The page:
Saturday, April 01, 2006

Out and About . . . Ghosts

It has been a long time since my post. Yikes! Times goes by too quickly.

Yesterday, I only had a few readings but they were great. I really enjoyed them.

Ellen Potter's Olivia Kidney and The Exit Academy arrived, finally, last week and I'm trying to find the time to read. I don't have any spare time especially since the weather started warming up this week.

We spent two days at the park last week. So, things like cleaning and laundry really were ignored. We couldn't help it, however, because once she realized how warm it was outdoors, my little girl wanted to go to the park.

There has also been a lot of garden/yard work: raking up leaves, etc. Watching everything come back to life is my favourite part of the spring season. This weekend, we turn the clocks ahead one hour. It's already very light outside at 6:00 p.m. but I can't wait until the skies darken around 9:30 or so.

There's a ghost who sits on the end of my living room sofa recently: a young man in his twenties with light brown hair. He's not there all the time but I've noticed him a couple of times.

It reminds of when I was a little girl. We lived in a townhouse complex and one of my neighbours was a family with two children. The mother fascinated me. She told me often about the ghost of her father in her car and she spoke most frequently about the ghosts around her home.

Seeing the ghost on the sofa reminds me of one of her stories. She told me that she was sitting on her couch one evening, sewing, when the ghost of a woman came down her stairs and sat down ibeside her. Apparently, she, the ghost, stayed there for a very long time. My ghost doesn't sit down; he is already there, on the sofa, across from me. (It's a sectional.)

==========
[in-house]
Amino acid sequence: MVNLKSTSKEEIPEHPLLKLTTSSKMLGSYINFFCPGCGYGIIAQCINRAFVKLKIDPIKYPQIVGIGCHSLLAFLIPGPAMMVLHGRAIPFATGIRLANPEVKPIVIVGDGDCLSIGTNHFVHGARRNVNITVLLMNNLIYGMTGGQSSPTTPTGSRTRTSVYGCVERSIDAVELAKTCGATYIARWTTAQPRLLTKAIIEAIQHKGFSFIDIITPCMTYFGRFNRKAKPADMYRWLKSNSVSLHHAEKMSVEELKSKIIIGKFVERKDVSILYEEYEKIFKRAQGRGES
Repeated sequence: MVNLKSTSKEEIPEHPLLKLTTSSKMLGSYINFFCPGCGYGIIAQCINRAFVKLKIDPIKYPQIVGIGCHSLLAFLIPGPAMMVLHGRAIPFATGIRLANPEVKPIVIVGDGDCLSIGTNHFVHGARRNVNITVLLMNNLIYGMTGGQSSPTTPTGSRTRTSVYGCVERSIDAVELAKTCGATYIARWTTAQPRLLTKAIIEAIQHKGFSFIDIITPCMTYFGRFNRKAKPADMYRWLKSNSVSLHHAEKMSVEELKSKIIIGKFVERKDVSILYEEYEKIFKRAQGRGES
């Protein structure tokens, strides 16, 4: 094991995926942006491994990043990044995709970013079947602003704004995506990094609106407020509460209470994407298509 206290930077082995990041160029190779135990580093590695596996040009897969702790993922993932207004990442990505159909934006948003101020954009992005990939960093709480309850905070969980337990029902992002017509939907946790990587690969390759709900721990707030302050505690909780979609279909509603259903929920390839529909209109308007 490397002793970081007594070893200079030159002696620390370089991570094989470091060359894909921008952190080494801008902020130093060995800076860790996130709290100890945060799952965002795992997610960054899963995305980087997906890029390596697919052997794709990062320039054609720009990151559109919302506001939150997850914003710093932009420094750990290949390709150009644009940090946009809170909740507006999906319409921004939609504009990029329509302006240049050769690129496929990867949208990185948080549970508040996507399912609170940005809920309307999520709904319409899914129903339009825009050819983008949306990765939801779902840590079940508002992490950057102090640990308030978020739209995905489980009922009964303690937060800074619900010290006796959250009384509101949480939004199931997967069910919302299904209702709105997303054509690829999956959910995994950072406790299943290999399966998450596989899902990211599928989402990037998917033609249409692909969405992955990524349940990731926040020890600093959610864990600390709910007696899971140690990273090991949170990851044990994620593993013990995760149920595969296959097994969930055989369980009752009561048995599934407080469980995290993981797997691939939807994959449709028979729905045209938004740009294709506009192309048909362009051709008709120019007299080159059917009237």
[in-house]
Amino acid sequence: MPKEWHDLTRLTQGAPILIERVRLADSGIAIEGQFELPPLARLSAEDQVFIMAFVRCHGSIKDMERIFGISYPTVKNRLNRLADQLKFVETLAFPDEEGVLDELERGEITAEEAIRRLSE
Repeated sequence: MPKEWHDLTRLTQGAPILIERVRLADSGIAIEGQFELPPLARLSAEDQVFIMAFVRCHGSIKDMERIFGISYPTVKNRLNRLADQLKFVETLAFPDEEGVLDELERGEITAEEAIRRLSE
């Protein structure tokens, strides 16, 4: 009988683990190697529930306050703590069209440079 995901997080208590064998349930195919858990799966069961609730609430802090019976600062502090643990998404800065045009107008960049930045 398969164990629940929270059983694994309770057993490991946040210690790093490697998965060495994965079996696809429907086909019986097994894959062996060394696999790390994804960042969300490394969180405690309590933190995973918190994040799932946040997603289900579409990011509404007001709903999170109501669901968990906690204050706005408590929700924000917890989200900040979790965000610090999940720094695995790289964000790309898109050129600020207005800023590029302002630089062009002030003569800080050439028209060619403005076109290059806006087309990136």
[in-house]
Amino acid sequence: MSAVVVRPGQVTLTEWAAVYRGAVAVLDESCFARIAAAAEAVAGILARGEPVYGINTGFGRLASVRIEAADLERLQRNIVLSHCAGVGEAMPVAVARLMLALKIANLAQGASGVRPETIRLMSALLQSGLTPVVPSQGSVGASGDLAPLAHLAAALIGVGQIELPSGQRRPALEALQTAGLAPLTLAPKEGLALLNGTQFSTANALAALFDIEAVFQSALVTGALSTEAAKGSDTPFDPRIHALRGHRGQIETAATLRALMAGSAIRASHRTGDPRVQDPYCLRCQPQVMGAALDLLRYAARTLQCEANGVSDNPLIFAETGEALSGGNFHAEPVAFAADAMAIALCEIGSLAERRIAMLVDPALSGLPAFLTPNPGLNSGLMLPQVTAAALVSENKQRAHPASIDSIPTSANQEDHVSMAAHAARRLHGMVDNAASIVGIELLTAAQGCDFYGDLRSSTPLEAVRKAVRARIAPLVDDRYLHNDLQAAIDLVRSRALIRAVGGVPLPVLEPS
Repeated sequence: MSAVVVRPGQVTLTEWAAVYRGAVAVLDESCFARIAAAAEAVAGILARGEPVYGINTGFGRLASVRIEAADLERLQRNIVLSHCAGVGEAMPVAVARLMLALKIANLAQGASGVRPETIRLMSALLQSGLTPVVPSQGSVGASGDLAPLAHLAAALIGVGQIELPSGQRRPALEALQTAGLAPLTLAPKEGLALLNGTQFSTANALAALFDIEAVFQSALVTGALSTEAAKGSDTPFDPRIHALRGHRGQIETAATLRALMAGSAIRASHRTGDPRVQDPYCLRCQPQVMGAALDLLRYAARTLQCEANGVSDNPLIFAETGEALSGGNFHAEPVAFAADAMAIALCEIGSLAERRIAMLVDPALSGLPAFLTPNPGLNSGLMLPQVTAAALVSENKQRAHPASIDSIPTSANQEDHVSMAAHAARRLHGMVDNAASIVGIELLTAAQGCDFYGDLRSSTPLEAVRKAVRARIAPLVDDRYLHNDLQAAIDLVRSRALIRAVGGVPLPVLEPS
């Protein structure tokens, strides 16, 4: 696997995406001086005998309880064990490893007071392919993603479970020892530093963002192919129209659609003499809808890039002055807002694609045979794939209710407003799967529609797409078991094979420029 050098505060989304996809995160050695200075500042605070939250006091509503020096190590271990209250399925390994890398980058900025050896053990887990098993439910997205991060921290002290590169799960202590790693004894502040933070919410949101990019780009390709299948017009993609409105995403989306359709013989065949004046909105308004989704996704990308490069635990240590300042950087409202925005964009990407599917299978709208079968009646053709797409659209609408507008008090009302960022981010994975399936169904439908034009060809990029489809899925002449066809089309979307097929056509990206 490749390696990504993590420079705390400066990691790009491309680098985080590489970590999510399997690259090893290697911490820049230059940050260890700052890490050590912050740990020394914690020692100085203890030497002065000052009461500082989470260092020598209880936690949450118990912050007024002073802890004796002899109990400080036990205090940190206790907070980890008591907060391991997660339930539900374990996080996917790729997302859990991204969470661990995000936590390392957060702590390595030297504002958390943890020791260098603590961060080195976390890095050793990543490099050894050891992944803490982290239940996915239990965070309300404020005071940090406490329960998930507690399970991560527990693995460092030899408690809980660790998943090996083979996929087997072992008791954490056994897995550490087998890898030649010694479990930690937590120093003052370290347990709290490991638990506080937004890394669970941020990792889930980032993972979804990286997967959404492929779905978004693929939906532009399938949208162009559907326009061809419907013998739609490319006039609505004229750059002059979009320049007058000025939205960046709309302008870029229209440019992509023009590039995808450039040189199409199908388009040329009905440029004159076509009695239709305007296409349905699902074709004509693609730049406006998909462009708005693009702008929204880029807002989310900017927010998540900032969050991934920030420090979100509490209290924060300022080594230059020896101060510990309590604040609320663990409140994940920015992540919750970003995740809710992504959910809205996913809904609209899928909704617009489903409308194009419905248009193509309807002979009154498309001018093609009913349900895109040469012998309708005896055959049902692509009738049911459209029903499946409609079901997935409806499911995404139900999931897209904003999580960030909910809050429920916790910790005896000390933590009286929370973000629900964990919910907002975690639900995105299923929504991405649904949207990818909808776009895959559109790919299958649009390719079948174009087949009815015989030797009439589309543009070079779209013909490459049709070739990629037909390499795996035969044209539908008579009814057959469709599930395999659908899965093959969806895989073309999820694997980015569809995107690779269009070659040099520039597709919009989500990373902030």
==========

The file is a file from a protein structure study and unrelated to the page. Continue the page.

I was only nine years old. I was friends with this woman's daughter -- whose other child was my sister's age -- but I spent more time in conversation with her than I did playing with her daughter. I loved her because she was so honest about her experiences: She didn't avoid conversation about it, she promoted it.

I'll always remember the story of the smoke detector. One evening, without obvious cause, their smoke detector on the top floor sounded. Thinking there was a fire, they went to investigate. When they were unable to find any reason that it should have sounded, my neighbour's husband grabbed a stepstool, trying to shut it off, and it did not stop. So, finally, he removed the circular top, took the batteries out, replaced the top. That evening, the alarm sounded again. This time, however, it held no batteries!

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